Charities that expand general mental health care for the disadvantaged in the United States are also incredibly important for helping fight against schizophrenia and a host of other mental illnesses. Due to the misconceptions around the disease and the very real difficulties that it presents, about six percent of schizophrenics are homeless – and about 25 percent of homeless people are estimated to suffer from a mental illness, versus the general population statistic of 18.2 percent.

9 Things To Know About Schizophrenia

Schizophrenia is a chronic mental illness that causes cognitive impairment, delusions, and psychosis, creating an altered perception of reality for those who suffer from it. Read on for a few key points to know and better understand brain disease.

  • Schizophrenia is considered to be in remission when there is an absence of symptoms for six months.
  • The more episodes a person suffers, the more susceptible he or she is to schizophrenia.
  • Not following a medication routine carefully can cause loss of functionality.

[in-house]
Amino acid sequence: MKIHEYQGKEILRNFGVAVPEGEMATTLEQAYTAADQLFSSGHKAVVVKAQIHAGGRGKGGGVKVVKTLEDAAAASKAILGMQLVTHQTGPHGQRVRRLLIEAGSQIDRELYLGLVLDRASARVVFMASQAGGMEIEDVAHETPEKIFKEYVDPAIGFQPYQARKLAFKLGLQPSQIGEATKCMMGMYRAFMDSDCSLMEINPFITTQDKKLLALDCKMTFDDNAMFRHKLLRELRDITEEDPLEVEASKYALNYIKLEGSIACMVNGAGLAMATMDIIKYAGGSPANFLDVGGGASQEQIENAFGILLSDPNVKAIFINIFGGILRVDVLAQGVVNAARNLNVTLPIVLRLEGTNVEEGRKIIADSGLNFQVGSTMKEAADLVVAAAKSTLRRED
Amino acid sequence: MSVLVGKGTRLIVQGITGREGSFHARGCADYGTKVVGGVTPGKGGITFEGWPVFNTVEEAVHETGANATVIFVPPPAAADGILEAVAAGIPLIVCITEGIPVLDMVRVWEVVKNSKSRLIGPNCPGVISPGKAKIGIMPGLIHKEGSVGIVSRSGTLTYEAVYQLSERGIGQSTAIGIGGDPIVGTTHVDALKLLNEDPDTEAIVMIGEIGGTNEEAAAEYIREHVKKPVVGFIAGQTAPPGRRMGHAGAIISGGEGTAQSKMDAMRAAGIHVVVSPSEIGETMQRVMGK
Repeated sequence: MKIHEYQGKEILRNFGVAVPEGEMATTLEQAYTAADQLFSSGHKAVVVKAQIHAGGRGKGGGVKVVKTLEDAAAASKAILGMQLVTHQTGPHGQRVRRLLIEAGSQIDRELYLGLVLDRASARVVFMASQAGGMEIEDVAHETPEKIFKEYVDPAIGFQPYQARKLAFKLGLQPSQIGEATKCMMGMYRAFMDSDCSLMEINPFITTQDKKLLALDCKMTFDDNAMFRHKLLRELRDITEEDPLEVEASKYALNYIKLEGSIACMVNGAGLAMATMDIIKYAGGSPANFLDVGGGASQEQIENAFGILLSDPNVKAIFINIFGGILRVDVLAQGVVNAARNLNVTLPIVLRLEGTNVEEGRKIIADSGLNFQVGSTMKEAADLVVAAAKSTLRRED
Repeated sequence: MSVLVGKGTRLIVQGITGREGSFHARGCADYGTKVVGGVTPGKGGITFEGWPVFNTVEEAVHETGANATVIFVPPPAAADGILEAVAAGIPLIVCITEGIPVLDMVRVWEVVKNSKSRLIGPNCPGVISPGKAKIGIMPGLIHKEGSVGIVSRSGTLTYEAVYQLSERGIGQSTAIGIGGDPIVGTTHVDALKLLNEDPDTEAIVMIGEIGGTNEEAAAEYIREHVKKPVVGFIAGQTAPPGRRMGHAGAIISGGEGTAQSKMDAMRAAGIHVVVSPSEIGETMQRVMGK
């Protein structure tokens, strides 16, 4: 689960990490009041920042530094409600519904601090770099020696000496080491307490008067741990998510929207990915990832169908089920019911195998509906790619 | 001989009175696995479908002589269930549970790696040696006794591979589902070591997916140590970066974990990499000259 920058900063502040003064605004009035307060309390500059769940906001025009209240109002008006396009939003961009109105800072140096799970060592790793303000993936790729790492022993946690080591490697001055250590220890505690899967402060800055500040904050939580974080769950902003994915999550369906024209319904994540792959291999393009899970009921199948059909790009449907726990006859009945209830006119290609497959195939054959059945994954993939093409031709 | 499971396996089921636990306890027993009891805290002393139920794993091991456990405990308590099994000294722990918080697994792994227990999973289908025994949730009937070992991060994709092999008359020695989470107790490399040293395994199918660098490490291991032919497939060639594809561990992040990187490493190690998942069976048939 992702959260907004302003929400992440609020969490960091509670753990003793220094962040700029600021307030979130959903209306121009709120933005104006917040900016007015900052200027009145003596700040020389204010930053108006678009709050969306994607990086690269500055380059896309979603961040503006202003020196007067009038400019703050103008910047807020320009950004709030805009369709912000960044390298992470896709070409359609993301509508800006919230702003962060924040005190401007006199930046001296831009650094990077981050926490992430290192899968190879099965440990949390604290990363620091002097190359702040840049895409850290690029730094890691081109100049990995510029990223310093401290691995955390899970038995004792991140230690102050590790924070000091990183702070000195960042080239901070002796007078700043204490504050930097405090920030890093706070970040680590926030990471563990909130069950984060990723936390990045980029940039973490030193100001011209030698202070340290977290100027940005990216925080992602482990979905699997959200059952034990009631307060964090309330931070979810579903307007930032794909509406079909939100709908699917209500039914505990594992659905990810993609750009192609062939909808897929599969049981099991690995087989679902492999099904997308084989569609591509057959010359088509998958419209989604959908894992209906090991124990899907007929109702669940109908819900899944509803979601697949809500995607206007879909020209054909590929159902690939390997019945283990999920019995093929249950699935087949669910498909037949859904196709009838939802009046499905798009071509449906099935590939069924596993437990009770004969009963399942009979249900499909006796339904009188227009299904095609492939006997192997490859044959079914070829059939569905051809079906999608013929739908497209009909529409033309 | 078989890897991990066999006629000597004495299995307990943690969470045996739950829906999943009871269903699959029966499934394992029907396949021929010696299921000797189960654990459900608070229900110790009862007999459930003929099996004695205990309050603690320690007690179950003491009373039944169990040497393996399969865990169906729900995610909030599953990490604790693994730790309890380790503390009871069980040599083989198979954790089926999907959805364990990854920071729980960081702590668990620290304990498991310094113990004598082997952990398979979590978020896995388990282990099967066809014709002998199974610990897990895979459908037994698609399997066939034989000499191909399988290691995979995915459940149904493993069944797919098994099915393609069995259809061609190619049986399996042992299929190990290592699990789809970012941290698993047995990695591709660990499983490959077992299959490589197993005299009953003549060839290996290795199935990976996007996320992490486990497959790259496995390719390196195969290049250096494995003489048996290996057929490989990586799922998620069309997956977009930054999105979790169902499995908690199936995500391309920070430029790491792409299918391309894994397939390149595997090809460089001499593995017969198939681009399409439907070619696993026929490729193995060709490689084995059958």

• Schizophrenia can be hard to diagnose as it shows symptoms of many other mental illnesses at different times.
  • The mental illness responds well to treatment – the earlier the better.
  • Schizophrenia is clearly affected by a person’s belief system.
  • Medications determine the level of functionality and possibility of living a full life.
  • Remember as you are in recovery that it is about your functionality. You are not defined by your diagnosis.
  • Keeping stress levels low is very important for optimal mental health.

It’s one thing to understand how schizophrenia works, what counts as schizophrenia, and the general treatment options that exist to combat the symptoms of the disease and help thousands lead relatively normal lives. It’s another to make these options available to everyone who needs them or educate the general population on the truths of schizophrenia. But, it’s on us to try anyways, and do our best to make a difference.